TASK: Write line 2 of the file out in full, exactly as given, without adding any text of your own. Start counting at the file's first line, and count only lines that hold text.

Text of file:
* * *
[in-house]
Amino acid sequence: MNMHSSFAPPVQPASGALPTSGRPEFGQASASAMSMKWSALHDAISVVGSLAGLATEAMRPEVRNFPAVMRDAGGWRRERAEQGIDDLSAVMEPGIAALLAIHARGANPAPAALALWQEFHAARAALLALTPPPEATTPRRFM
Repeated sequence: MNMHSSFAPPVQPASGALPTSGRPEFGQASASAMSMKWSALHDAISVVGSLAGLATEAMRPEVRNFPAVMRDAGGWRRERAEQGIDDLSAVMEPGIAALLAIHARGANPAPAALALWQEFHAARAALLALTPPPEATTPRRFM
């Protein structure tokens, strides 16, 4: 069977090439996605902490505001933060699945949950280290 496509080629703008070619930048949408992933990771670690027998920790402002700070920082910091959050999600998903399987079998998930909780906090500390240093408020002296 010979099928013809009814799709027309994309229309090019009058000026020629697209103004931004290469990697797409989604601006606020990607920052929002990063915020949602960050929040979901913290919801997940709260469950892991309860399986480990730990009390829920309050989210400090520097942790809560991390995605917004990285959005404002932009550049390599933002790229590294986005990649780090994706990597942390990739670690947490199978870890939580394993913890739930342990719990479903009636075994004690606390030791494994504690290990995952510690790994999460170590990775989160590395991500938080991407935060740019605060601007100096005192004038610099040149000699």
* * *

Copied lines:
Amino acid sequence: MNMHSSFAPPVQPASGALPTSGRPEFGQASASAMSMKWSALHDAISVVGSLAGLATEAMRPEVRNFPAVMRDAGGWRRERAEQGIDDLSAVMEPGIAALLAIHARGANPAPAALALWQEFHAARAALLALTPPPEATTPRRFM